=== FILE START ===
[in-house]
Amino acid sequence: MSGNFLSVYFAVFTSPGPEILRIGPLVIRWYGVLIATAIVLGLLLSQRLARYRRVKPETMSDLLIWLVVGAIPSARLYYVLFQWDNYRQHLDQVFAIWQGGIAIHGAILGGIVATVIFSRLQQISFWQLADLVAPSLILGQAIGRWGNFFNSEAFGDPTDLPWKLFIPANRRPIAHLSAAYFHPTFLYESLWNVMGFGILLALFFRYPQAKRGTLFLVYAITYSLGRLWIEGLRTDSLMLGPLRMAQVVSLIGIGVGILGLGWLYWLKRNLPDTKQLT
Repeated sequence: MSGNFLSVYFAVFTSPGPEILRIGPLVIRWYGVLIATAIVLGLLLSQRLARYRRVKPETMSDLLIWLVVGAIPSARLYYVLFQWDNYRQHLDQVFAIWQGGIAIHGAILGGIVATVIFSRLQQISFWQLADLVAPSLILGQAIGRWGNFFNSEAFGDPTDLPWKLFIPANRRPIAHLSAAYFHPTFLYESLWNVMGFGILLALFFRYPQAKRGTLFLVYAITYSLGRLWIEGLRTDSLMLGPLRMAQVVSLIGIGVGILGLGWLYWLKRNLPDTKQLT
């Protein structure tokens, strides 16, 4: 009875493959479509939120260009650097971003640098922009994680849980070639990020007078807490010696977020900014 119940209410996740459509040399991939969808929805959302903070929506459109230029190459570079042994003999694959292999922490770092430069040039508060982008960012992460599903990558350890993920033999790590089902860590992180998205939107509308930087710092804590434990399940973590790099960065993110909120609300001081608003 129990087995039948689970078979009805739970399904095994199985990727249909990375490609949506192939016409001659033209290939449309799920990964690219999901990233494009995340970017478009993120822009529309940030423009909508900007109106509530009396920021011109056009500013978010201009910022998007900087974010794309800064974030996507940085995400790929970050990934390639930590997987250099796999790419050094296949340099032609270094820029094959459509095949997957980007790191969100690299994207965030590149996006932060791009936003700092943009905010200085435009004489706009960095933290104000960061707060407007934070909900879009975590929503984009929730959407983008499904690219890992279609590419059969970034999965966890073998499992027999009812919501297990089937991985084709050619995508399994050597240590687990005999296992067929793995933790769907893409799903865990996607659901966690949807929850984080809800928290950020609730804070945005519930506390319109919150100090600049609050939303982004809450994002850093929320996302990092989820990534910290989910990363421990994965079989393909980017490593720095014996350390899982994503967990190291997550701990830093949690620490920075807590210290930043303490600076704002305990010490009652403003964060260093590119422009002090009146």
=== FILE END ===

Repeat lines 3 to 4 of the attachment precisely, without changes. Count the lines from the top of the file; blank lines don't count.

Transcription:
Repeated sequence: MSGNFLSVYFAVFTSPGPEILRIGPLVIRWYGVLIATAIVLGLLLSQRLARYRRVKPETMSDLLIWLVVGAIPSARLYYVLFQWDNYRQHLDQVFAIWQGGIAIHGAILGGIVATVIFSRLQQISFWQLADLVAPSLILGQAIGRWGNFFNSEAFGDPTDLPWKLFIPANRRPIAHLSAAYFHPTFLYESLWNVMGFGILLALFFRYPQAKRGTLFLVYAITYSLGRLWIEGLRTDSLMLGPLRMAQVVSLIGIGVGILGLGWLYWLKRNLPDTKQLT
């Protein structure tokens, strides 16, 4: 009875493959479509939120260009650097971003640098922009994680849980070639990020007078807490010696977020900014 119940209410996740459509040399991939969808929805959302903070929506459109230029190459570079042994003999694959292999922490770092430069040039508060982008960012992460599903990558350890993920033999790590089902860590992180998205939107509308930087710092804590434990399940973590790099960065993110909120609300001081608003 129990087995039948689970078979009805739970399904095994199985990727249909990375490609949506192939016409001659033209290939449309799920990964690219999901990233494009995340970017478009993120822009529309940030423009909508900007109106509530009396920021011109056009500013978010201009910022998007900087974010794309800064974030996507940085995400790929970050990934390639930590997987250099796999790419050094296949340099032609270094820029094959459509095949997957980007790191969100690299994207965030590149996006932060791009936003700092943009905010200085435009004489706009960095933290104000960061707060407007934070909900879009975590929503984009929730959407983008499904690219890992279609590419059969970034999965966890073998499992027999009812919501297990089937991985084709050619995508399994050597240590687990005999296992067929793995933790769907893409799903865990996607659901966690949807929850984080809800928290950020609730804070945005519930506390319109919150100090600049609050939303982004809450994002850093929320996302990092989820990534910290989910990363421990994965079989393909980017490593720095014996350390899982994503967990190291997550701990830093949690620490920075807590210290930043303490600076704002305990010490009652403003964060260093590119422009002090009146």